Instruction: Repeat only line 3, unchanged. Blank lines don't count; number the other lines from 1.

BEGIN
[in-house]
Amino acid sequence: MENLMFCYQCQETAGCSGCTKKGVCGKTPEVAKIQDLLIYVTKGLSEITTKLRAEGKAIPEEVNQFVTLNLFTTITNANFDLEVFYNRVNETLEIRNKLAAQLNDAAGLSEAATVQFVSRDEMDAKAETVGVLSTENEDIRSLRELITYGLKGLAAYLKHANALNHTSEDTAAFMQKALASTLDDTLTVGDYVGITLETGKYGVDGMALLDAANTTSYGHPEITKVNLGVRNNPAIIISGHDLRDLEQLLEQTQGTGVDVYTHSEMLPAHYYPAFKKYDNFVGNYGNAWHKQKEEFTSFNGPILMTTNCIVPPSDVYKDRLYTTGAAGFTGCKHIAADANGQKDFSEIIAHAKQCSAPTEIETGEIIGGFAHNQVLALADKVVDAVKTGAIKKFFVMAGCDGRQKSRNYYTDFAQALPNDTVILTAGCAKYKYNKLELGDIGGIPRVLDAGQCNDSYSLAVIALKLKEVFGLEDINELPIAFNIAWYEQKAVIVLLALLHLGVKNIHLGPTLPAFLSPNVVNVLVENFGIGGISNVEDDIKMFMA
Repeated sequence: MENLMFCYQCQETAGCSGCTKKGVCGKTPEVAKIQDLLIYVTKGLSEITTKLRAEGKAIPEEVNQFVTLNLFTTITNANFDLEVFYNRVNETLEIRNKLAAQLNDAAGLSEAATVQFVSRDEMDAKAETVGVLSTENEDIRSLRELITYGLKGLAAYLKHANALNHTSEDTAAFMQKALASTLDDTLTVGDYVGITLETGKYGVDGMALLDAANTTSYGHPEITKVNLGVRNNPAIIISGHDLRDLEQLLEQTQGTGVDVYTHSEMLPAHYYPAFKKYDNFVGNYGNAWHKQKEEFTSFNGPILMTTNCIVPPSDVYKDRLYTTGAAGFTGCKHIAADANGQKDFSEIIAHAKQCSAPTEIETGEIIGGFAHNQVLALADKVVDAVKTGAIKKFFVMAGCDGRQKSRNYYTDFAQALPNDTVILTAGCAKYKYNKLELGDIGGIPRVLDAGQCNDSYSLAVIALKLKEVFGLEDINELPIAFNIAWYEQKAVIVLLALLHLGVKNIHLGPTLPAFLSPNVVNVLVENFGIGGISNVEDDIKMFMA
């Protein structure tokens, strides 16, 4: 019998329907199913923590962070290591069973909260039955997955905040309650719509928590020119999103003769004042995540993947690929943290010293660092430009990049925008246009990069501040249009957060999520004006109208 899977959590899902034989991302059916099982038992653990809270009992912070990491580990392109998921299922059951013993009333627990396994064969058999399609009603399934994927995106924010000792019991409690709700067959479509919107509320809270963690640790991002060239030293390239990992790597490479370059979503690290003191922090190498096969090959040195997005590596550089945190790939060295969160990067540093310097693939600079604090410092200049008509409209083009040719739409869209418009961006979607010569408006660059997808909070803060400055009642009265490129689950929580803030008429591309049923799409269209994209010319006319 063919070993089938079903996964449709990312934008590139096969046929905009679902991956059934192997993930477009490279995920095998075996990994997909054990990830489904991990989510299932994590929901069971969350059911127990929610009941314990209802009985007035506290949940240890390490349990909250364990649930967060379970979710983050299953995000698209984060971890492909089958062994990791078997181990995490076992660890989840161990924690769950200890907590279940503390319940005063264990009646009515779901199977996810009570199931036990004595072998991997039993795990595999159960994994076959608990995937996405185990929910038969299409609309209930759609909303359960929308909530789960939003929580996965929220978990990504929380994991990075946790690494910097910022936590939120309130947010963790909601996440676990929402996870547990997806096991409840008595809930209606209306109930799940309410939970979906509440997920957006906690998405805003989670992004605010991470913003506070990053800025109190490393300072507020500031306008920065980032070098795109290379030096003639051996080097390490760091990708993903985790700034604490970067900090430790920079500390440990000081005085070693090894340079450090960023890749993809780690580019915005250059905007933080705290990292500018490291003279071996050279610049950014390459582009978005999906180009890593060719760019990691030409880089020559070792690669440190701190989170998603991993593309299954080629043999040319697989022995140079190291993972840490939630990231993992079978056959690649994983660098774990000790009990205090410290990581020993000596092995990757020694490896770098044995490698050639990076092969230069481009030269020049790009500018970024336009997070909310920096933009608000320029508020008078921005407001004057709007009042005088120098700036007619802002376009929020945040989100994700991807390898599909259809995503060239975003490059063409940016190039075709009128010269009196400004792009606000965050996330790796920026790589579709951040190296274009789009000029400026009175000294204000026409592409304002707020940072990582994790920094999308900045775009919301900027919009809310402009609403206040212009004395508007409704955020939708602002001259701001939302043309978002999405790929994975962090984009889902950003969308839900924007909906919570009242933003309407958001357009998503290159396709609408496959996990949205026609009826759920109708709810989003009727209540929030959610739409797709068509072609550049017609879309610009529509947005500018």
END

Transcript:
Repeated sequence: MENLMFCYQCQETAGCSGCTKKGVCGKTPEVAKIQDLLIYVTKGLSEITTKLRAEGKAIPEEVNQFVTLNLFTTITNANFDLEVFYNRVNETLEIRNKLAAQLNDAAGLSEAATVQFVSRDEMDAKAETVGVLSTENEDIRSLRELITYGLKGLAAYLKHANALNHTSEDTAAFMQKALASTLDDTLTVGDYVGITLETGKYGVDGMALLDAANTTSYGHPEITKVNLGVRNNPAIIISGHDLRDLEQLLEQTQGTGVDVYTHSEMLPAHYYPAFKKYDNFVGNYGNAWHKQKEEFTSFNGPILMTTNCIVPPSDVYKDRLYTTGAAGFTGCKHIAADANGQKDFSEIIAHAKQCSAPTEIETGEIIGGFAHNQVLALADKVVDAVKTGAIKKFFVMAGCDGRQKSRNYYTDFAQALPNDTVILTAGCAKYKYNKLELGDIGGIPRVLDAGQCNDSYSLAVIALKLKEVFGLEDINELPIAFNIAWYEQKAVIVLLALLHLGVKNIHLGPTLPAFLSPNVVNVLVENFGIGGISNVEDDIKMFMA